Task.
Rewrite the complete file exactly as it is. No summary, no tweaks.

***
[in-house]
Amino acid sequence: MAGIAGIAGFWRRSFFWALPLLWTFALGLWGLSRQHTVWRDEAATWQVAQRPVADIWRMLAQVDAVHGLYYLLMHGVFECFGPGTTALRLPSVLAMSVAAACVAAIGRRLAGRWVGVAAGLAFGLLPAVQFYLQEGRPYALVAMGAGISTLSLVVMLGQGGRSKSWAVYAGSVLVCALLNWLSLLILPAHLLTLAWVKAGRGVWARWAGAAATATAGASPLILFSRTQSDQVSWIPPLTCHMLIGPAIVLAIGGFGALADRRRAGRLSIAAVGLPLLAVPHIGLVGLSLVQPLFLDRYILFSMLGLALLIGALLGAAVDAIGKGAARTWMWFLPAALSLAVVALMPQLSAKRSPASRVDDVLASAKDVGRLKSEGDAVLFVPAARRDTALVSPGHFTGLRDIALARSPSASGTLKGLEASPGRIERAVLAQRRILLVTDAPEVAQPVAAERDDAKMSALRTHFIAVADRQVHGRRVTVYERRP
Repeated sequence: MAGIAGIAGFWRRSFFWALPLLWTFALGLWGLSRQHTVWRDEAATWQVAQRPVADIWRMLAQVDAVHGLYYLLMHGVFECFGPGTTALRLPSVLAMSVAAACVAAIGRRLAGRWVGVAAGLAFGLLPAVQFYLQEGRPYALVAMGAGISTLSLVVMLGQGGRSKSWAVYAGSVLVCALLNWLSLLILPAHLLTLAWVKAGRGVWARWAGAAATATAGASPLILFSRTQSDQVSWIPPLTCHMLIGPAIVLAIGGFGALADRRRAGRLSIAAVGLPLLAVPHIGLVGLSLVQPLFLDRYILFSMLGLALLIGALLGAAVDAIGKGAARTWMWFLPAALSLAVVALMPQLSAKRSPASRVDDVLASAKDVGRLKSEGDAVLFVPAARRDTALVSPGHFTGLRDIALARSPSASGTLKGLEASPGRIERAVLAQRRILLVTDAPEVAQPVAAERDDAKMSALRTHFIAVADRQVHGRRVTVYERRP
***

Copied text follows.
[in-house]
Amino acid sequence: MAGIAGIAGFWRRSFFWALPLLWTFALGLWGLSRQHTVWRDEAATWQVAQRPVADIWRMLAQVDAVHGLYYLLMHGVFECFGPGTTALRLPSVLAMSVAAACVAAIGRRLAGRWVGVAAGLAFGLLPAVQFYLQEGRPYALVAMGAGISTLSLVVMLGQGGRSKSWAVYAGSVLVCALLNWLSLLILPAHLLTLAWVKAGRGVWARWAGAAATATAGASPLILFSRTQSDQVSWIPPLTCHMLIGPAIVLAIGGFGALADRRRAGRLSIAAVGLPLLAVPHIGLVGLSLVQPLFLDRYILFSMLGLALLIGALLGAAVDAIGKGAARTWMWFLPAALSLAVVALMPQLSAKRSPASRVDDVLASAKDVGRLKSEGDAVLFVPAARRDTALVSPGHFTGLRDIALARSPSASGTLKGLEASPGRIERAVLAQRRILLVTDAPEVAQPVAAERDDAKMSALRTHFIAVADRQVHGRRVTVYERRP
Repeated sequence: MAGIAGIAGFWRRSFFWALPLLWTFALGLWGLSRQHTVWRDEAATWQVAQRPVADIWRMLAQVDAVHGLYYLLMHGVFECFGPGTTALRLPSVLAMSVAAACVAAIGRRLAGRWVGVAAGLAFGLLPAVQFYLQEGRPYALVAMGAGISTLSLVVMLGQGGRSKSWAVYAGSVLVCALLNWLSLLILPAHLLTLAWVKAGRGVWARWAGAAATATAGASPLILFSRTQSDQVSWIPPLTCHMLIGPAIVLAIGGFGALADRRRAGRLSIAAVGLPLLAVPHIGLVGLSLVQPLFLDRYILFSMLGLALLIGALLGAAVDAIGKGAARTWMWFLPAALSLAVVALMPQLSAKRSPASRVDDVLASAKDVGRLKSEGDAVLFVPAARRDTALVSPGHFTGLRDIALARSPSASGTLKGLEASPGRIERAVLAQRRILLVTDAPEVAQPVAAERDDAKMSALRTHFIAVADRQVHGRRVTVYERRP